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Master Desginer: Skill Builder Task

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Brianne Schultz

on 29 April 2014

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Transcript of Master Desginer: Skill Builder Task

Skill Builder: Master Designer
Minor Adaptations
It is suggested to make a poster with the three desired behaviors for the task, "Helping students do things for themselves." "Explain by telling how" and "Everybody helps."
I opted out of the poster. I wanted to see if students could identify the goal of the activity on their own (as an exit slip).
Furthermore, the original task was created to include a member who had the role of the observer. The observer was to check off every time he or she sees one of the desired behaviors.
I also chose to not assign the role of the observer. I wanted to allow all students to engage in designing or building because we would only have a short time for the task.
Hypothesis
I had previously done this task in my methods course, TE 802. It was very engaging for all students in my class and really showed us how tough it can be to explain something simply by telling (without showing).
For this reason, I hypothesized that students would find this task inherently engaging due to its hands-on design. I also thought this would be true for even the lowest performing students, since a high level of math proficiency is not required for this task.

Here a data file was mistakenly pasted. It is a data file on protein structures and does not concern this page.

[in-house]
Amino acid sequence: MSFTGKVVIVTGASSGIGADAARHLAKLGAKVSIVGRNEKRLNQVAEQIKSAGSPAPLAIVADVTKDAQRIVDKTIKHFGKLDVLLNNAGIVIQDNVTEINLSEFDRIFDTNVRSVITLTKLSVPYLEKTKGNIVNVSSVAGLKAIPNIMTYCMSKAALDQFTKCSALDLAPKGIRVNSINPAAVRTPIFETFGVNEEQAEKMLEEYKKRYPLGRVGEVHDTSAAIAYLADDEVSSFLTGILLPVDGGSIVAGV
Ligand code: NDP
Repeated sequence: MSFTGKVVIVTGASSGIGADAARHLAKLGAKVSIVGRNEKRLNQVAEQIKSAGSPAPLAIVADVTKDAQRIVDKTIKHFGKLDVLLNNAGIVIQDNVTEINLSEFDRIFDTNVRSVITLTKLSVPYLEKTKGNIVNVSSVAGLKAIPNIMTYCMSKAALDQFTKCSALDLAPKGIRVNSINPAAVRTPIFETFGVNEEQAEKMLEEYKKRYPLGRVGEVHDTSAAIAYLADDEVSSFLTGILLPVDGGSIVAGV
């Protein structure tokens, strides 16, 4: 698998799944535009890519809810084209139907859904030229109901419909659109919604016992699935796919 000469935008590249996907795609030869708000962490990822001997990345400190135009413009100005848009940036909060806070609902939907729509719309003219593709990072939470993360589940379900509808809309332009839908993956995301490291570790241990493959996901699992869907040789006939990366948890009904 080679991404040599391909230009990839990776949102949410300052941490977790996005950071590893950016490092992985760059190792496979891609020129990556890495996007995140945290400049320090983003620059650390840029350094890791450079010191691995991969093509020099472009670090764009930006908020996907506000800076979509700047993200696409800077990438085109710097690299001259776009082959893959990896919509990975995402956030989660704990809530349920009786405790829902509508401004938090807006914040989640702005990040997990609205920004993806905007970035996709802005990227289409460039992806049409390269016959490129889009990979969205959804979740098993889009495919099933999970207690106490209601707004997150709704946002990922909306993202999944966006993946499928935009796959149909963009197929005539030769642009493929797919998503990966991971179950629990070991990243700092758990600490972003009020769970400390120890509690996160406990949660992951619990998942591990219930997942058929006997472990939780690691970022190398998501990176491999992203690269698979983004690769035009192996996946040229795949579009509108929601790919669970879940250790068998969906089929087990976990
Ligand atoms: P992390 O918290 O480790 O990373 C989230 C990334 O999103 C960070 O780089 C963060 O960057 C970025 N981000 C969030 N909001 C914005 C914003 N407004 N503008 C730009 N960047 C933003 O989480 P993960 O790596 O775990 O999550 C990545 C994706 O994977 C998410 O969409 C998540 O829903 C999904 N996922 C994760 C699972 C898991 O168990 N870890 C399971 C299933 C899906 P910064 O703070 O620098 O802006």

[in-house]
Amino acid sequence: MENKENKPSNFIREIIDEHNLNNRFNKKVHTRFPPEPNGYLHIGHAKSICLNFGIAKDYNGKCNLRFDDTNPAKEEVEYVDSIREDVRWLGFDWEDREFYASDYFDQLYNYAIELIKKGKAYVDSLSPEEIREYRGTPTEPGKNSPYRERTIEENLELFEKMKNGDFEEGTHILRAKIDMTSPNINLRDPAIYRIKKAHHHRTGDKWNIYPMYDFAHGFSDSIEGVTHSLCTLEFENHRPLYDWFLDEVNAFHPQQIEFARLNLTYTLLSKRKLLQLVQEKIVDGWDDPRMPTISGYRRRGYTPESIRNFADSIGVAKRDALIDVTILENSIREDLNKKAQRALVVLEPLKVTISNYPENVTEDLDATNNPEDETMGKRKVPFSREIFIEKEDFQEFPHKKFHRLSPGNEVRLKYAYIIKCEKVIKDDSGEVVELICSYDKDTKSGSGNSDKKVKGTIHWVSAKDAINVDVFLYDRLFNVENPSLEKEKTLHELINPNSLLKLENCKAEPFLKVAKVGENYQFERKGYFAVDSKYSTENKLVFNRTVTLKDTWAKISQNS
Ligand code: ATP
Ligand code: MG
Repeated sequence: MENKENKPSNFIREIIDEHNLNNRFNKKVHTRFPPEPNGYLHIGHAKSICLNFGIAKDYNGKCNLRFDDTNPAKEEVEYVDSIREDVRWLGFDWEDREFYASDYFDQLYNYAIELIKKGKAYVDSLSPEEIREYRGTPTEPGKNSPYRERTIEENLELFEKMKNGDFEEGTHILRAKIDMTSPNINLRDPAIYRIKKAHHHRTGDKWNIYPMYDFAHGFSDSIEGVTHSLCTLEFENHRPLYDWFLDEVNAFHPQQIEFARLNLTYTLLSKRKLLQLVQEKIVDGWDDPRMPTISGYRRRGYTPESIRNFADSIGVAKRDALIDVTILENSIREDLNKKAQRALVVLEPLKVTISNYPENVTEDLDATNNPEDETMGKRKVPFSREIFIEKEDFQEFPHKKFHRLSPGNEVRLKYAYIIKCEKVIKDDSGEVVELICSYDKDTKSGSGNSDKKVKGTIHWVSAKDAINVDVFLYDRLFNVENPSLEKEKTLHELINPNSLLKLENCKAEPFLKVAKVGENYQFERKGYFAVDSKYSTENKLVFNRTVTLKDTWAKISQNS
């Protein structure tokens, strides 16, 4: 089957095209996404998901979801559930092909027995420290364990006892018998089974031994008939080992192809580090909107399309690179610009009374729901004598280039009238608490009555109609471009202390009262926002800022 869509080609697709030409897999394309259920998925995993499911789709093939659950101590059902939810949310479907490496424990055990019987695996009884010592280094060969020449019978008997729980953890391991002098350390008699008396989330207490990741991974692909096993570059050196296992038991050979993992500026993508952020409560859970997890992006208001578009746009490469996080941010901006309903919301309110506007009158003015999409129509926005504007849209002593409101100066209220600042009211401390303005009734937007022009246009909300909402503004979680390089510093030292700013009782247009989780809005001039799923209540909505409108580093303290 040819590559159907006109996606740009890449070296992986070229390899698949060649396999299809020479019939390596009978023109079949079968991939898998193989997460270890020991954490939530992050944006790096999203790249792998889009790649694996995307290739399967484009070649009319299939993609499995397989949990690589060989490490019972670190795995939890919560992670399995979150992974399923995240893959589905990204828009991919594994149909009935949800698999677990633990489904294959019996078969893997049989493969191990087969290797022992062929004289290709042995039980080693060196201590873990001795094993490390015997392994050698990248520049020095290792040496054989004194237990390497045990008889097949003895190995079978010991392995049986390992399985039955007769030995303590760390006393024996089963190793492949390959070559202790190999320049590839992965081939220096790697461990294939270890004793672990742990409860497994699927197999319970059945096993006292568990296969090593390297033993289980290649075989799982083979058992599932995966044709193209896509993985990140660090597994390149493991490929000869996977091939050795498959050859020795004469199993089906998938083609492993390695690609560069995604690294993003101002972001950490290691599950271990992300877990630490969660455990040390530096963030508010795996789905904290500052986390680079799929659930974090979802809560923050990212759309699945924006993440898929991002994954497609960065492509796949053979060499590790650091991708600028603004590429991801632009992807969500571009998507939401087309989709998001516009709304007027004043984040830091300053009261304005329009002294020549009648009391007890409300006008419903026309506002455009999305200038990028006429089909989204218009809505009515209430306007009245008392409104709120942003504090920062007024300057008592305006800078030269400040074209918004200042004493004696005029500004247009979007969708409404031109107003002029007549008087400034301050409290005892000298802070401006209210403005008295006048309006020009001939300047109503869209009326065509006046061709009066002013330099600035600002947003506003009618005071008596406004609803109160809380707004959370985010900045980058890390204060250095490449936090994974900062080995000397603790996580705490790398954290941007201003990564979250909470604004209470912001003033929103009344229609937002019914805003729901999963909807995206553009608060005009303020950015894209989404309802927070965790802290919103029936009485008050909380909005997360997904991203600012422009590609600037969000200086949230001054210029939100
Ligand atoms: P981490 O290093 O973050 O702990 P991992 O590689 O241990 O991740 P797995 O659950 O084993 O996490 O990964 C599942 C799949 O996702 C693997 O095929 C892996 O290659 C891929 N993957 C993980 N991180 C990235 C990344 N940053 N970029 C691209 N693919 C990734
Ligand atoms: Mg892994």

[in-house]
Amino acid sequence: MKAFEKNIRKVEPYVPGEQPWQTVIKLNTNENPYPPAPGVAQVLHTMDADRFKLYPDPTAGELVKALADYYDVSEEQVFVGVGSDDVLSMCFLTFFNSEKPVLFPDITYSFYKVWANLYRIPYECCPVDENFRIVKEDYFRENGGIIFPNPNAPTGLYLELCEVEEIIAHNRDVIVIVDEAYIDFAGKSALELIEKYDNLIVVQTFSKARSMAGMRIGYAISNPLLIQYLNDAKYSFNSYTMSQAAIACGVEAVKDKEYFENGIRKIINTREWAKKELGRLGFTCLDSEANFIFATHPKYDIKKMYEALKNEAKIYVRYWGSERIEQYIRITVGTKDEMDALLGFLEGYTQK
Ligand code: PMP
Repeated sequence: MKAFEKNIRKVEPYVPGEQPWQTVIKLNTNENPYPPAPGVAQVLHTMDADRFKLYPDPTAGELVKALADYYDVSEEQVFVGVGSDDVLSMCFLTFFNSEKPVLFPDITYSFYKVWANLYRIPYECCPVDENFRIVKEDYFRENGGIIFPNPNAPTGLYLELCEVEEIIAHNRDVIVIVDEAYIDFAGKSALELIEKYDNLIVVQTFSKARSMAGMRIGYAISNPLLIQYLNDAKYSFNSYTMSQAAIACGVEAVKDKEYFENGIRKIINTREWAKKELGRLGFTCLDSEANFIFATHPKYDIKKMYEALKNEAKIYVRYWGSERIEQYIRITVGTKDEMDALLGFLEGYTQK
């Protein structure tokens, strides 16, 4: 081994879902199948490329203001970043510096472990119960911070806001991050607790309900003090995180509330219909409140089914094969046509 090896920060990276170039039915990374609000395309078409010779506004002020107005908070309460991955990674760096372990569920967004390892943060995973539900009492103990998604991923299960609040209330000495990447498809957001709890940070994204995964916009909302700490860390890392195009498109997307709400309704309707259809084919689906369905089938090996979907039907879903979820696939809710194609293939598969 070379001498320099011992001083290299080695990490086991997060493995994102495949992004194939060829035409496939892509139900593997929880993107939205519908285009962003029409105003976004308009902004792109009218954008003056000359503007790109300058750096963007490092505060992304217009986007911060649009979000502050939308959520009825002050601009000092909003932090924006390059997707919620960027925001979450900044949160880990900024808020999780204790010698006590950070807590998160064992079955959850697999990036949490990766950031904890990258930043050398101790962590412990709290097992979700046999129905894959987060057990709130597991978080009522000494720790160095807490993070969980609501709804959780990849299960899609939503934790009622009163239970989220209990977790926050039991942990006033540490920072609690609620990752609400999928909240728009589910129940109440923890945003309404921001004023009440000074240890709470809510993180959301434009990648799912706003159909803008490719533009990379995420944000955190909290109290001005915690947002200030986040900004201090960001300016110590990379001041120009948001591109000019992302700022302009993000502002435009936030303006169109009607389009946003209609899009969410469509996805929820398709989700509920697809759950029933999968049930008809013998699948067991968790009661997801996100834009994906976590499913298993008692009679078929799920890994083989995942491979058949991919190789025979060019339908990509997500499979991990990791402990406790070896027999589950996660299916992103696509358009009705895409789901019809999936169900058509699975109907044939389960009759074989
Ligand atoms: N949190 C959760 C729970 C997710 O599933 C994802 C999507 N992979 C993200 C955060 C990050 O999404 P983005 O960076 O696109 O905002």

Finally, I thought this task would help students to be more thoughtful when communicating with their peers during group work. However, I knew assessing the tasks' effect on this would be difficult.
Conclusion
The Task
-To begin, students should form groups of 4 or 5
-Each student will be given an envelope containing 8 shapes (5 triangles of varying sizes, 1 square, 1 parallelogram, 1 trapezoid)
-In my interpretation of the task, groups were asked to elect one person to be the "Master Designer"
-The Master Designer is the person who has to instruct the other groups members as how to replicate a design he or she has created with the pieces (all or part of them)
-A divider is set up so that group members can see each others faces but cannot see what the others are doing, nor can they see the design of the Master. Their goal is to design the same shape that the Master Designer has constructed.
-Group members may ask questions of the Master Designer.
-In addition to verbal directions, students may use sign language or hand gestures to demonstrate to each other.
-When a group member thinks they have figured out the master design, the designer checks the solution. If it is correct, that member joins the master designer in helping others in the group by explaining how.
Exit slip responses from the day of the lesson